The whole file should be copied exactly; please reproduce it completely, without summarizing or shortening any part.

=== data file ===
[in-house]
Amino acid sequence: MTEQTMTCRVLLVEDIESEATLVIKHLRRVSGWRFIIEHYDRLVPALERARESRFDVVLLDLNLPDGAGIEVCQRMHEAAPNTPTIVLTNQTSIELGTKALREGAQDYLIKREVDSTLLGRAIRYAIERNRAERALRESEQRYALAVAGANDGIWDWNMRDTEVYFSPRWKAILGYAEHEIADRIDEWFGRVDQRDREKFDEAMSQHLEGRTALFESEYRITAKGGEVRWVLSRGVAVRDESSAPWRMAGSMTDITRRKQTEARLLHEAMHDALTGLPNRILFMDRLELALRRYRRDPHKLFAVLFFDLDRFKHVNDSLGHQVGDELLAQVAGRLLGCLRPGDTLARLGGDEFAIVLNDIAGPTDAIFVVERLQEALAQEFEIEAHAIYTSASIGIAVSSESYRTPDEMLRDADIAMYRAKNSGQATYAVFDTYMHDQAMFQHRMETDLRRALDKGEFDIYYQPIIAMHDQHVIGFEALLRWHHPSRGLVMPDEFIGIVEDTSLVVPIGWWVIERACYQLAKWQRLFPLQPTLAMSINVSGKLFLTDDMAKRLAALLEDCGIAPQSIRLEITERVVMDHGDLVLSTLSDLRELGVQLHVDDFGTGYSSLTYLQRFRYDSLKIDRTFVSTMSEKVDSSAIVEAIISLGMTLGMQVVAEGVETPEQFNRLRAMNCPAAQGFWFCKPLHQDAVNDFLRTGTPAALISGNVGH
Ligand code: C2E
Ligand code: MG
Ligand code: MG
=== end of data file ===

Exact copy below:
[in-house]
Amino acid sequence: MTEQTMTCRVLLVEDIESEATLVIKHLRRVSGWRFIIEHYDRLVPALERARESRFDVVLLDLNLPDGAGIEVCQRMHEAAPNTPTIVLTNQTSIELGTKALREGAQDYLIKREVDSTLLGRAIRYAIERNRAERALRESEQRYALAVAGANDGIWDWNMRDTEVYFSPRWKAILGYAEHEIADRIDEWFGRVDQRDREKFDEAMSQHLEGRTALFESEYRITAKGGEVRWVLSRGVAVRDESSAPWRMAGSMTDITRRKQTEARLLHEAMHDALTGLPNRILFMDRLELALRRYRRDPHKLFAVLFFDLDRFKHVNDSLGHQVGDELLAQVAGRLLGCLRPGDTLARLGGDEFAIVLNDIAGPTDAIFVVERLQEALAQEFEIEAHAIYTSASIGIAVSSESYRTPDEMLRDADIAMYRAKNSGQATYAVFDTYMHDQAMFQHRMETDLRRALDKGEFDIYYQPIIAMHDQHVIGFEALLRWHHPSRGLVMPDEFIGIVEDTSLVVPIGWWVIERACYQLAKWQRLFPLQPTLAMSINVSGKLFLTDDMAKRLAALLEDCGIAPQSIRLEITERVVMDHGDLVLSTLSDLRELGVQLHVDDFGTGYSSLTYLQRFRYDSLKIDRTFVSTMSEKVDSSAIVEAIISLGMTLGMQVVAEGVETPEQFNRLRAMNCPAAQGFWFCKPLHQDAVNDFLRTGTPAALISGNVGH
Ligand code: C2E
Ligand code: MG
Ligand code: MG